Washington: Adult stem cells can reshape our organs to keep up with bodily changes, a finding that potentially paves the way for more effective treatment of diabetes and obesity.
Once embryonic stem cells mature into adult stem cells, they sit quietly in our tissues, replacing cells that die or are injured but doing little else.
But in working with fruit flies, researchers found that intestinal stem cells responded to higher food intake by producing more intestinal cells, expanding the size of the intestines as long as the food keeps flowing.
"When flies start to eat, the intestinal stem cells go into overdrive, and the gut expands," said Lucy O`Brien, post-doctoral fellow at the University of California-Berkeley (UC-B) who led the study, the journal Cell reports.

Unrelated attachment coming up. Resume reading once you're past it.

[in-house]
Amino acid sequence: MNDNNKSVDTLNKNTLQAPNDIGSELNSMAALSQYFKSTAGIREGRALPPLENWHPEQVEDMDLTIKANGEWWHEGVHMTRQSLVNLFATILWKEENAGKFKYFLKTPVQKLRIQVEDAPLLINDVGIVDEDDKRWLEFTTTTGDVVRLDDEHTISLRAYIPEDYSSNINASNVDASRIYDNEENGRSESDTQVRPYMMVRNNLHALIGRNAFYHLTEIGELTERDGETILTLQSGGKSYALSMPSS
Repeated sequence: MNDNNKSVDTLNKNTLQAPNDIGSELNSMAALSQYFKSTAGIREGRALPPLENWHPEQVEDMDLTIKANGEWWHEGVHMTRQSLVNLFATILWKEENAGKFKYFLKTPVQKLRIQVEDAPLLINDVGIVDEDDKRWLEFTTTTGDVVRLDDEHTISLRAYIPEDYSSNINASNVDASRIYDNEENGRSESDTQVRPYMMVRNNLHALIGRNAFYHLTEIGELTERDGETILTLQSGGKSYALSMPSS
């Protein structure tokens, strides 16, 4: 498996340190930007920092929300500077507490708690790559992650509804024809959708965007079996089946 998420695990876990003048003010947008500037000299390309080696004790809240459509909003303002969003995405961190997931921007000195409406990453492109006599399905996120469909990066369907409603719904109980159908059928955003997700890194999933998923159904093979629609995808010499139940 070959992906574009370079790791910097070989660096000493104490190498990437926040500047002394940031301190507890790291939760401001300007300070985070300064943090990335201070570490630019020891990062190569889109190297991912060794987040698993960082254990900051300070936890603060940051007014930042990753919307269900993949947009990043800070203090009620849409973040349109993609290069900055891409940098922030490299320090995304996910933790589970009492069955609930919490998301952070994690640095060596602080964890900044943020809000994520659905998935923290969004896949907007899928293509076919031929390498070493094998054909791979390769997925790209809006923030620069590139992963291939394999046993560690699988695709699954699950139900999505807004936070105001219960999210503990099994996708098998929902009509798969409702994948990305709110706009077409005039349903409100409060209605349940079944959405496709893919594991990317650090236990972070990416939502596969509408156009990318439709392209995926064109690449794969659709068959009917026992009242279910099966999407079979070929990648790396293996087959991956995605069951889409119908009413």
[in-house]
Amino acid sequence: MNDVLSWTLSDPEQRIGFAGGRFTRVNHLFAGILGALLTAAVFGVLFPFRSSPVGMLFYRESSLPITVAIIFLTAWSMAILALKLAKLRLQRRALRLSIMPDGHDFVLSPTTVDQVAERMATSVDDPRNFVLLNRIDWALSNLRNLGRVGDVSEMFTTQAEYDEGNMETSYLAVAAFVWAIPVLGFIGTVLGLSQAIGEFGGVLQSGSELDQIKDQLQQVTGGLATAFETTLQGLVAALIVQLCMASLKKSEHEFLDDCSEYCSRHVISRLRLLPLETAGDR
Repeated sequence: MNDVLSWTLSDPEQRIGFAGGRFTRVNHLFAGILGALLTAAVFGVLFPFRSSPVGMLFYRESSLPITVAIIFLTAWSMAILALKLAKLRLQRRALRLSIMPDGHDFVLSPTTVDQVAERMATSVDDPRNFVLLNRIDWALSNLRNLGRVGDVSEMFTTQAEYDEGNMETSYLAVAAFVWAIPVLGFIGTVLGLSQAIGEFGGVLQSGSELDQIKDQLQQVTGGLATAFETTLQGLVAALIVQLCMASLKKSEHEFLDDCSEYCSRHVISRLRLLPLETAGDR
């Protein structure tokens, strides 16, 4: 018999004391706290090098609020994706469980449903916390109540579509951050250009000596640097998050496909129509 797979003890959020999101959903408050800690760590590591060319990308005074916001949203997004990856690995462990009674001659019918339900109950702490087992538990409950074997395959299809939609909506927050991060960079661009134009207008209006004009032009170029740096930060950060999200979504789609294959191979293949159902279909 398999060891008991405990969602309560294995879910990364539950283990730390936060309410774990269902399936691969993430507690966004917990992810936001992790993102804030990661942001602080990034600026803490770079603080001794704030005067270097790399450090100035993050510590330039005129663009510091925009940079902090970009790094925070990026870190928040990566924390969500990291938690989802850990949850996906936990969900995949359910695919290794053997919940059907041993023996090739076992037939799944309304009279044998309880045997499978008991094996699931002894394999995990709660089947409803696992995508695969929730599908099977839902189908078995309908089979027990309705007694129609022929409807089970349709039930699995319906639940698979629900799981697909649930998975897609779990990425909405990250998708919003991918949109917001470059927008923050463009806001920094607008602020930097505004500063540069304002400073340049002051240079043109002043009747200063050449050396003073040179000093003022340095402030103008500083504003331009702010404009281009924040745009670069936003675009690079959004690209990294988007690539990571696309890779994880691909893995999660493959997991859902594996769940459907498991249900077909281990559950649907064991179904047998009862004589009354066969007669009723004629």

"Four days later, the gut is four times bigger than before, but when food is taken away, the gut slims down," O`Brien added, according to an UC-B statement.
Just as in humans and other mammals, O`Brien said, the fly intestine secretes its own insulin. In flies, intestinal insulin seems to be the signal that makes stem cells "supersize the gut".
"Because of the many similarities between the fruit fly and the human, the discovery may hold a key to understanding how human organs adapt to environmental change," said David Bilder, UC-B associate professor of molecular and cell biology.